I am honored and energized to serve as the 64th president of the American Nuclear Society. I was born in March 1954 and ANS was founded in December 1954. While I am a few months older, we are both in our 64th year, and I believe our destinies have been closely intertwined from the beginning. Even though I knew in high school that I would be an engineer, it was not until I entered the University of Michigan in 1972 that I learned about the tremendous promise of nuclear science and technology to improve the lives of everyone on Earth. I have never had second thoughts about my choice of nuclear engineering, even though the Three Mile Island accident occurred 18 months before I received my Ph.D. from MIT. I want to thank all my colleagues, both here in the United States and around the world, who have inspired me, supported me, and validated my decision to enter the nuclear field. I especially want to thank my colleagues in the Nuclear Installations Safety Division for giving me the opportunity to serve the Society both within the division and now as president.
I also want to congratulate Marilyn Kray on her election as vice president/president-elect. Marilyn brings unique expertise to the position, and she is a welcome addition to our executive team. I am looking forward to working with Marilyn, Immediate Past President Bob Coward, Executive Director Bob Fine, the ANS staff, and our volunteer leaders as we continue to make progress on several strategic fronts.
At this point in time, we have many opportunities and several challenges as nuclear professionals, ranging from technical issues to economics, policy, and public acceptance. It is important that we have continuity in ANS leadership, especially on strategic issues, if we are to make significant contributions to the public dialogue on "all things nuclear." The Grand Challenges concept introduced in 2016 by then President Andy Klein was an excellent idea. During my presidency, I want the professional divisions to continue their efforts to achieve the goals they set. Bob Coward recognized that ANS needs to provide more value not only to our members, but also to potential new members, especially nuclear professionals in the utility industry and those in the early stages of their careers. In response to feedback from members, Bob worked with the Board of Directors to revise the ANS Strategic Plan, simplifying it and making it more relevant. I have asked Bob to continue to oversee these strategic priorities and develop actions for implementation, and he has agreed to do so.
I recognize that communication across the Society is less than optimal. I intend to use these columns as a way of informing the Society at large about the important work being done by our professional divisions and committees. Improving communications within the Society will add another dimension of value for our members and position ANS to become the preeminent advocate for nuclear in public and policy matters. I have asked Marilyn to pay special attention to our communication and outreach efforts and lend her expertise and insights in this important area. The Navigating Nuclear K-12 education program, an initiative of the ANS Center for Nuclear Science and Technology Information, is a bold communications initiative, inspiring all of us who see the long-term strategic value of having the public become much more knowledgeable about nuclear.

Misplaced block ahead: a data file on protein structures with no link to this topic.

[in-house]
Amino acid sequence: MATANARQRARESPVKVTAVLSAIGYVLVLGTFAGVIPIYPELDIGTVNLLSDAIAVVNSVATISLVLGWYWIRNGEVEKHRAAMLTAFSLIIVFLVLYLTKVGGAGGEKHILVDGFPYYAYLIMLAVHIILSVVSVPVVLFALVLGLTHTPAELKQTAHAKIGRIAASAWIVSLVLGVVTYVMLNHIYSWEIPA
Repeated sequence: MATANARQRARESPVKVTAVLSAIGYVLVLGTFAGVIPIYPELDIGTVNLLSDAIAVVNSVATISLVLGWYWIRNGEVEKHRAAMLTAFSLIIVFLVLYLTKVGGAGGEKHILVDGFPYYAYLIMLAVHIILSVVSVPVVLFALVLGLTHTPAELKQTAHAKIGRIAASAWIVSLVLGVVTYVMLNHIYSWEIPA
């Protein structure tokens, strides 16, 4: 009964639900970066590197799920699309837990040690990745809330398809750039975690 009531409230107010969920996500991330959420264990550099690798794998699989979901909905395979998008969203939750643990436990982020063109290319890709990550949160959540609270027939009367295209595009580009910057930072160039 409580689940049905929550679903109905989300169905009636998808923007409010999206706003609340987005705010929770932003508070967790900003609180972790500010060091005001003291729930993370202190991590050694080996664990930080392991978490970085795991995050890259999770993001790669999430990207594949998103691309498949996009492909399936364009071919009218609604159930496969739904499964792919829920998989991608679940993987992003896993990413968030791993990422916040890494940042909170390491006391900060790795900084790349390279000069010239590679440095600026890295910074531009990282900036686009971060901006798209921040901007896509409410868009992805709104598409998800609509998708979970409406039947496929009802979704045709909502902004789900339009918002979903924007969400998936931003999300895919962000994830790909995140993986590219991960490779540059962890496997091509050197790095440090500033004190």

To be successful in the long term, we must view ourselves as "1ANS," which means finding ways to work together in a supportive and synergistic manner, as described in our Strategic Plan. To reinforce this, I will reach out to the local sections and student sections and establish two-way communication with our constituent groups on a continuing basis through the year. With all the communication tools we have today, it only makes sense to bring together our entire constituency.
Over the last decade and more, ANS has recognized the importance of investing in our future through the Young Members Group. We all understand the value of giving young members opportunities to participate in the governance of the Society. Now is the time to focus not only on the professional development of these young members, but also on developing future nuclear leaders. Within ANS, there are many leadership opportunities that would provide our young members with experience in a supportive environment. I will ask the professional divisions and committees to continue engaging with young members, and I plan to test-drive a few new ideas on leadership development.
There has been recent and growing interest in nuclear power technologies that can augment light-water reactor gigawatt-class systems, including small modular reactors (SMR), advanced reactors (also known as Generation IV reactors), and an emerging micro-reactor class. Nearly a decade ago, I cochaired an ANS Special Committee on SMRs with Phillip Moore, and this committee laid the foundation for the licensing and deployment of SMRs. Other organizations have already established working groups associated with advanced reactors, and it is time for ANS to be part of the national and global discussion. In my view, ANS is the only organization that can create venues for technology developers to present their designs in a credible, peer-reviewed manner. As such, I will be forming a Special Committee on Advanced Reactors. We can also add value by establishing codes and standards and advocating for this exciting new technology.
I eagerly embrace the challenge of leading our Society and supporting all of its diverse sectors. I know that ANS will outlive me, but I will give my all, and with your support and the support of the generations to come we will make ANS better and better every year.-John Kelly